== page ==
Humans have developed the remarkable skill of reading, allowing for efficient acquisition of information from busy pages or screens of text. Given the importance of written text for communication, individuals with reading disabilities are highly disadvantaged in modern society. Yet, we know little about the neuronal mechanism underlying natural reading.

It is well known that reading is severely impaired when masking out the parafoveal area (i.e., 2–5 visual degrees to the current fixation)1,2,3,4,5. This finding shows that parafoveal information plays a critical role in fluent reading regardless of its relatively low visual acuity. How much and what type of information is previewed from the parafoveal area is highly controversial for eye movement control models6. Lexical information which is related to word frequency (i.e., how often a given word occurs in the language) is important for word recognition and impacts how we move our eyes (for a review see ref. 7). Serial attention shift models maintain that lexical processing is restricted to one word at a time8,9,10,11,12,13, but that attention can be shifted to the next word before the eyes do, allowing significant parafoveal processing14. According to the mechanism described in the E-Z Reader model, the parafoveal processing can explain, for example, word skipping effects15. In contrast, parallel graded processing models assume that attention is allocated to several words within a reader’s perceptual span in a graded way16,17 (for a recent model see the OB1- reader18). According to this framework, lexical information of both foveal and parafoveal words is extracted in parallel.

Most studies based on eye-tracking have produced data in support of serial attention shift models. This is based on the finding that fixation durations on a given foveated word is not impacted by the lexical frequency of the upcoming parafoveal word, the parafoveal-on-foveal effect19,20,21. However, while eye-tracking studies have been hugely informative, the technique only indirectly measures parafoveal processing. For instance, a few studies applied the gaze-contingent boundary paradigm and found a delayed parafoveal-on-foveal effect, where the fixation durations for word n + 1 were modulated by the preview difficulty of word n + 222,23,24. Here, we applied a technique, rapid invisible frequency tagging (RIFT)25 in combination with magnetoencephalography (MEG) to measure parafoveal processing, i.e., attention allocated to upcoming words in the parafovea. RIFT measures the neuronal excitability associated with attention by flickering stimuli at high frequencies that are invisible to participants. In previous MEG studies, we have demonstrated that RIFT captures covert attention, reflected by stronger tagging responses for attended compared with unattended stimuli25,26,27,28.

In this work we aimed at answering if lexical information is retrieved from upcoming words in the parafovea during natural reading. We flickered the parafoveal (target) words at 60 Hz and measured the tagging responses during the current (pre-target) fixation. If the tagging responses during pre-target fixations are modulated by the lexical information of the target words, then it would indicate that lexical information can be extracted from the parafovea and provide neural evidence consistent with parallel models.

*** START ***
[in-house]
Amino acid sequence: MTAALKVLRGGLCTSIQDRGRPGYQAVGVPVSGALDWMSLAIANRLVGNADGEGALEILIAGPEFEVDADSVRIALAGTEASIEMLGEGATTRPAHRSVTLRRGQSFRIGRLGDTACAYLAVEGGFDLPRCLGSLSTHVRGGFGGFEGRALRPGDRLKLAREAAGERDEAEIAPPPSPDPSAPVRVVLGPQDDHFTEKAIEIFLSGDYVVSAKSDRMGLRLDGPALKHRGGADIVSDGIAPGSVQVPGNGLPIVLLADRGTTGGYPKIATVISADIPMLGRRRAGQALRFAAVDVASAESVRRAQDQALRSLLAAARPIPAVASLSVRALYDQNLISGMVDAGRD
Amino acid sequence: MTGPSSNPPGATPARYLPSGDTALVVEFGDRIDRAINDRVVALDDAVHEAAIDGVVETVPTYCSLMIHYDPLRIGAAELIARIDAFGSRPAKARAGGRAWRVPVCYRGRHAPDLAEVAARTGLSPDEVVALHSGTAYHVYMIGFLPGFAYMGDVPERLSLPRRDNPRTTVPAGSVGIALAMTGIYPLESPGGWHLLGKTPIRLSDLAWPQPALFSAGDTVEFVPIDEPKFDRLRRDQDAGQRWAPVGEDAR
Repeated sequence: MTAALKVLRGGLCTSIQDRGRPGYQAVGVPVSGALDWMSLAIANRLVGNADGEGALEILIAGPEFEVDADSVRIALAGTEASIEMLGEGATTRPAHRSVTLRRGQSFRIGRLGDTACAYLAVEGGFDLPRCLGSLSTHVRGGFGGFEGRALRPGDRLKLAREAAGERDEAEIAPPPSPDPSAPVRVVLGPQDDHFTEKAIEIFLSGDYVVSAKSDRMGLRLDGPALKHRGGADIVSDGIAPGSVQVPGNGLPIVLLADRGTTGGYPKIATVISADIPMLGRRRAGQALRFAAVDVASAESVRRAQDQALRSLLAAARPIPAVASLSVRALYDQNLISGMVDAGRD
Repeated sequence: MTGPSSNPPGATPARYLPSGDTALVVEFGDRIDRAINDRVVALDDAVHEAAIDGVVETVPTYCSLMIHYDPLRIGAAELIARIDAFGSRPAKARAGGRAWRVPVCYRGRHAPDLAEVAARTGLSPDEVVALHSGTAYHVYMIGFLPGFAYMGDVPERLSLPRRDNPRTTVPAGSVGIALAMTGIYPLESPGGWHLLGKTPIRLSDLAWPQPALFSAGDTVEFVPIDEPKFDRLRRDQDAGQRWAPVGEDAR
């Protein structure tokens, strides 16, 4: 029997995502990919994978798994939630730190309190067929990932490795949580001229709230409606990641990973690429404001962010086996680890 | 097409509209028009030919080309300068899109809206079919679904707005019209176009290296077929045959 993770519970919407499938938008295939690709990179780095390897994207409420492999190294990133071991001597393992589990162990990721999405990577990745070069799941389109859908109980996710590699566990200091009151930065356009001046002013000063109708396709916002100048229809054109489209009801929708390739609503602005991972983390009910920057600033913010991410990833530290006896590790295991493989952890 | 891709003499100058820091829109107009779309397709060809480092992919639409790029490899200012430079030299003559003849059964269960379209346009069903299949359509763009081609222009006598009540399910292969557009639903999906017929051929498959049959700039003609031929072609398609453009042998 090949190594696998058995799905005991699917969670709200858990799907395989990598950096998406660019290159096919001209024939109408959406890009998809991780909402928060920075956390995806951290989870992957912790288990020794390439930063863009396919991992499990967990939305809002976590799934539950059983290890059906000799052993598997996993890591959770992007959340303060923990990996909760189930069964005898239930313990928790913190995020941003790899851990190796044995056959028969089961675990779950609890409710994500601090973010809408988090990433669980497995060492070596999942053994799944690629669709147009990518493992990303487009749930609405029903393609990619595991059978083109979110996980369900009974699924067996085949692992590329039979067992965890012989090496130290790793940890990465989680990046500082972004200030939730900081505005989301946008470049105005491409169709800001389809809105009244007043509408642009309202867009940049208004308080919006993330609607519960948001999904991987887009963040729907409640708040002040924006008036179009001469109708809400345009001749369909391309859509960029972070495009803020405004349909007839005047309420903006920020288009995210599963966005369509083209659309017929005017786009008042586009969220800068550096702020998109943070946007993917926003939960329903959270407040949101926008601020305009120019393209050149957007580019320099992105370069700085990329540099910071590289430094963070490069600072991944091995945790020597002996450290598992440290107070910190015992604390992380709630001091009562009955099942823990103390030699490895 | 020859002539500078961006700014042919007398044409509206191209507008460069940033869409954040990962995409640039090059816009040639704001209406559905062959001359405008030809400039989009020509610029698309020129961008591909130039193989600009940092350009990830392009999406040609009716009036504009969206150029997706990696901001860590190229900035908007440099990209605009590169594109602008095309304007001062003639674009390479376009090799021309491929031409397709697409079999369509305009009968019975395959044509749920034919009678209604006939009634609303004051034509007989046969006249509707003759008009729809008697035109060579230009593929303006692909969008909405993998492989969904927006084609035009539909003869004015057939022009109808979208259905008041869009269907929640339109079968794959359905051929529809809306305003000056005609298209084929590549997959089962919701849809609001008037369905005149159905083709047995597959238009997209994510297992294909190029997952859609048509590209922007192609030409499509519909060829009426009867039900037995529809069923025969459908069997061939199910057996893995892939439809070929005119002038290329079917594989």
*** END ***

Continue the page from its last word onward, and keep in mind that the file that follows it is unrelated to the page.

No lexical parafoveal processing effect on eye movement data

In the present study, 39 participants read 228 sentences in total (composed of two sets of sentences). All sentences were plausible and contained unpredictable target words of either low or high lexical frequency (see Supplementary Methods for plausibility and predictability pre-tests details). Word length for both pre-target and target words were matched with respect to low and high lexical frequency of the target words (Table 1). Target words were flickered at 60 Hz throughout the reading of each sentence while the neuronal activity was measured by MEG (Fig. 1). When participants fixated on the pre-target word, the flickering target induced reliable tagging responses at 60 Hz, reflecting the neural resources associated with parafoveal processing. Thus, this experimental design allowed us to investigate neural activity associated with the processing of the next word without interfering with natural reading.

Table 1 Characteristics of words used in the current study.
Fig. 1: The reading task.
figure 1

Participants (n = 39) read sentences silently, while eye-movements and brain activity were recorded. Each sentence contained either a low or high lexical frequency target word (see dashed rectangle; not shown in the experiment). A Gaussian smoothed patch beneath the target word was flickered at 60 Hz continuously when the sentence was on the screen. This allowed us to measure neural responses associated with lexical parafoveal using rapid invisible frequency tagging (RIFT). One-quarter of the sentences were followed by a simple yes-or-no comprehension question to ensure that participants read the sentences carefully. Freq frequency.

In line with previous studies19,20,21,23,29, we did not find an effect of target word lexical frequency on pre-target first fixation durations (i.e., the duration of the first fixation on a word) (t(38) = 0.17, p = 0.86, d = 0.03, two-tailed pairwise t-test, Fig. 2). This finding demonstrates that parafoveal lexical processing was not reflected in the eye movement data. However, the target fixation durations were longer for low compared with high lexical frequency targets (t(38) = 6.94, p = 3 × 10−8, d = 1.11, two-tailed pairwise t-test). This classic word frequency effect indicates a successful manipulation of target lexical frequency. We observed the same pattern using gaze durations (i.e., the sum of all fixations on a word when it is first encountered during reading; Supplementary Fig. 1).